The Null Device

Posts matching tags 'animation'



A 1939 magazine article about the censorship of animated cartoons, and exactly the sorts of things the Hays Office (which handled film censorship in the U.S. at the time) demanded cut from cartoons. For example, a cartoon cow was made to wear a skirt covering its udders, a sombrero-wearing bandit is required to end up in jail (crime, you see, must unambiguously be seen to not pay), and a scene with a stereotypical black (as in African-American) angel placing pushpins on a globe labelled "Harlem" and mentioning "De Lawd" had to be altered, not because of the racial stereotypes (which, in 1939, were perfectly fine) but because it was considered too sacrilegious.

It's interesting to note that the article states at the beginning that animated cartoons were subjected to stricter censorship regulations than live-action films because it was assumed that anything animated was for children, who needed to be protected. Similar justifications were used for comic books (with the Comics Code, which was in force until publishers started ignoring it in the 1960s or so, and had similarly puritanical scope), and in current video game censorship in Australia.

(via Boing Boing) animation authoritarianism cartoons censorship culture history media 0


LiveJournal user icon of the day:

(Note: for the full effect, make sure you have animated images enabled.)

(via rhodri) animation bizarre children horror images wtf 7


The Annoying Thing, an animation of a frog making motorbike noises, which has become one of the biggest-selling ringtones in the UK (and is all over TV ads). Anyway, it is somewhat amusing, at least if you haven't seen it millions of times already. (May not be worksafe, if computer-rendered humanoid frog genitals offend)

animation crazy frog the annoying thing 4


Kikkoman: the Movie (Flash animation). The odd thing is, this probably isn't much weirder than some Japanese TV ads. (via Graham)

animation flash japan kikkoman weird 0


Film Festival: This afternoon, I went along to the screening of a collection of animations by the Brothers Quay. The brothers, for those not in the know, are reclusive American-born identical twins based in England, and known for their surreal animations, which are rather inspired by eastern European animators (such as Jan Svankmajer). A lot of their material is done on commission (including music videos and a MTV station ID), but is no less bizarre for that.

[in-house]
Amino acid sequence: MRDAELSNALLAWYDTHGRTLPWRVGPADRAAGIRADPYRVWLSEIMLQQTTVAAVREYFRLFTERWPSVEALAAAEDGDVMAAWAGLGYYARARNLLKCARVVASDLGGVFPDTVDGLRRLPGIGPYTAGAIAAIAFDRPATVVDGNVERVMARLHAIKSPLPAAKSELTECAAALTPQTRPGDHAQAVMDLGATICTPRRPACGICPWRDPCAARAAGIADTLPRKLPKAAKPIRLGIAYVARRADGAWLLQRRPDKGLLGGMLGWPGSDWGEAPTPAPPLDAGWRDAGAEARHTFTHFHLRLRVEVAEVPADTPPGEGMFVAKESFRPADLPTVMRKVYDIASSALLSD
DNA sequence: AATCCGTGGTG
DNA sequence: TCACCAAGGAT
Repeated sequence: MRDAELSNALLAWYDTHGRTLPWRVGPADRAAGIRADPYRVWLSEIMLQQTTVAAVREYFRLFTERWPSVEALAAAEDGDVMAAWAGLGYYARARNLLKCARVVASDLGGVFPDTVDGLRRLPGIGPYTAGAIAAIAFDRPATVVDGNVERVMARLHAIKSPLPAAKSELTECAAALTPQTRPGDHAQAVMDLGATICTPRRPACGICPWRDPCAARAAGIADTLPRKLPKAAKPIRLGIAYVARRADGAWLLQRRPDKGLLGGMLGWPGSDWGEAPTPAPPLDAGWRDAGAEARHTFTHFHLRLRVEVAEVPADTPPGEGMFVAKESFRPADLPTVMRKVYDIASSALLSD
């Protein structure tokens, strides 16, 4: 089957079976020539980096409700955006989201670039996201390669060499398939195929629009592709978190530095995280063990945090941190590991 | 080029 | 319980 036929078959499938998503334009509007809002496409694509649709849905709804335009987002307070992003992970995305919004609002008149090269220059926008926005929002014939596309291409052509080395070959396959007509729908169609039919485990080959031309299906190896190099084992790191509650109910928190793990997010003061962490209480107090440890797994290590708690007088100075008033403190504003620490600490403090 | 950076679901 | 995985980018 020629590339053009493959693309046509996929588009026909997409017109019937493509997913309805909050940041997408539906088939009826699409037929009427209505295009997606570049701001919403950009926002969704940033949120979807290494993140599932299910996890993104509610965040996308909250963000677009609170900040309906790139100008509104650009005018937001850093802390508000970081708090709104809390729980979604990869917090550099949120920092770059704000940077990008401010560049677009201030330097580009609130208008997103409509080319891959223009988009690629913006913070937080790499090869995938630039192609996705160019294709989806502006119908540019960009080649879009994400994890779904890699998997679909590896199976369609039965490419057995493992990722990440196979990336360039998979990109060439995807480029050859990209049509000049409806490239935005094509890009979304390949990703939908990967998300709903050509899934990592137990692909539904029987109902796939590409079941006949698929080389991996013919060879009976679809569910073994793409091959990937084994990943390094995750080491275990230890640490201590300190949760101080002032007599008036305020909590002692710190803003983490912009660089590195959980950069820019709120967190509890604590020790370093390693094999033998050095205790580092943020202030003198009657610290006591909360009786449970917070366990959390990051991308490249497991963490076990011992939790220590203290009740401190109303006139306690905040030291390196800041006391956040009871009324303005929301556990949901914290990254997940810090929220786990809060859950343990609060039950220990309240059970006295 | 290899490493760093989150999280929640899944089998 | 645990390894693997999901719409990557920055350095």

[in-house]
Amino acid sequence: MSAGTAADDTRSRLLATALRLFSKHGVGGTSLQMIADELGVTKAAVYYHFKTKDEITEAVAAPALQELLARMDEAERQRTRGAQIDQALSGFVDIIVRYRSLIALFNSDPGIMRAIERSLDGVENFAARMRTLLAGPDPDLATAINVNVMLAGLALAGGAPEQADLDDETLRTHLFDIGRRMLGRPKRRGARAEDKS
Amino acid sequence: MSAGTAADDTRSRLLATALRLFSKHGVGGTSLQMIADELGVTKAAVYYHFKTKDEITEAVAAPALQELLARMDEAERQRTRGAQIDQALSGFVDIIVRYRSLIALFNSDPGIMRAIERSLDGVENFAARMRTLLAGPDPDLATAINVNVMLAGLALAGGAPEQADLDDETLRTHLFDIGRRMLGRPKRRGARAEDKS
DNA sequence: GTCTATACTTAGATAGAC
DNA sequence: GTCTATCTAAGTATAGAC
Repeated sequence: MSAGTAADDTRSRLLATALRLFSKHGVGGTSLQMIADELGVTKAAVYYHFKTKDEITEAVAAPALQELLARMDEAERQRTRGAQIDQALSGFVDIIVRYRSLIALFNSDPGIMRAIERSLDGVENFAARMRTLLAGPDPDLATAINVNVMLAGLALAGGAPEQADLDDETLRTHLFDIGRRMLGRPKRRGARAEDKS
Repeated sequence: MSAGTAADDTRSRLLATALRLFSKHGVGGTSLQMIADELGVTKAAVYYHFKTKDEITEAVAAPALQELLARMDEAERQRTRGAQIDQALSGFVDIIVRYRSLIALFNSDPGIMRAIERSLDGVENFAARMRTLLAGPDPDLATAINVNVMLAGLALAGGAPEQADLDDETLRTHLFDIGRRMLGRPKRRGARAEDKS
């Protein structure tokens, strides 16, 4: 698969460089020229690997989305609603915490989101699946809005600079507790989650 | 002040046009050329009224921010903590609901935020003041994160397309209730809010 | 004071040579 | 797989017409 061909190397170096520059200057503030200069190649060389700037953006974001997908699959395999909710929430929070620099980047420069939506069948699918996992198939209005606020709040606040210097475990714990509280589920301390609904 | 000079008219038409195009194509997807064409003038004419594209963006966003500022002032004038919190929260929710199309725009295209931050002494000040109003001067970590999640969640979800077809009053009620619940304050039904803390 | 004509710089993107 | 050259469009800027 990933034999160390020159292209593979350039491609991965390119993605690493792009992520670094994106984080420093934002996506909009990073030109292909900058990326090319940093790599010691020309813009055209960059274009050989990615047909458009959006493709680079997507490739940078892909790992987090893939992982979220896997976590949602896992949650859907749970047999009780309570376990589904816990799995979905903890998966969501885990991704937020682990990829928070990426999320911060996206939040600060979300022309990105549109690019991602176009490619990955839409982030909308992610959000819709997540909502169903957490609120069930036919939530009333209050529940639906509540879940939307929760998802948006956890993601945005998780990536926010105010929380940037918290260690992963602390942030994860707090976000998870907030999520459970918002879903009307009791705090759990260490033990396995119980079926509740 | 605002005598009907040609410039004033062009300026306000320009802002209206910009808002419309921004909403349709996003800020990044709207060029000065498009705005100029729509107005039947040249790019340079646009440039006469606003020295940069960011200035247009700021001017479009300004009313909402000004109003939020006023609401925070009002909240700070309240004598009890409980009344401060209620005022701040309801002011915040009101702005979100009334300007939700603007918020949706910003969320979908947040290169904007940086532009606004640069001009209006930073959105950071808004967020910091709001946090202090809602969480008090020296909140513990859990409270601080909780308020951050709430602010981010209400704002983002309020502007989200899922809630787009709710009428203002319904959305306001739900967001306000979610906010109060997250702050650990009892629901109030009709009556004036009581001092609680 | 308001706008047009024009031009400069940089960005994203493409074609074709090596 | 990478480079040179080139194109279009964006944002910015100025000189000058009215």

The screening had a number of short films, mostly made with models, puppets and such. Two of the animations (starring a stuffed toy rabbit and a vaguely monstrous little-girl mannequin) were videos for His Name Is Alive; they certainly had the 4AD look down pat, looking like the cinematic equivalent of v23's cover artwork. One was set to a piece by Karlheinz Stockhausen (whose atonal music matched the incomprehensibilist aesthetics of the brothers), and was about a woman in a mental hospital writing letters, never delivered, to her husband (or so I discovered at the end). Another was an exploration of anamorphism in painting, and was surprisingly comprehensible.

Which brings me to a point. At the risk of sounding like an uncultured philistine, I must say that I didn't enjoy the animations as much as I was hoping, because I found much of the stories pointless and incomprehensible. (In one, a homunculus is wobbling a ladder inside a vaguely Escheresque wooden structure. It droops, its hands become detached and start zooming the ladder back and forth along the landscape. Not once is the ladder used for anything other than moving around; one gets the feeling that either escape from or exploration of the structure would be futile because everything is ultimately meaningless in the Quays' worlds.) Though, I suppose it's an acquired taste, and connoiseurship makes anything interesting. Perhaps I should have read up on them beforehand.

I also bought a ticket for the Jeunet and Caro shorts coming up later in the festival. They should be good.

animation art art-wank brothers quay film 0

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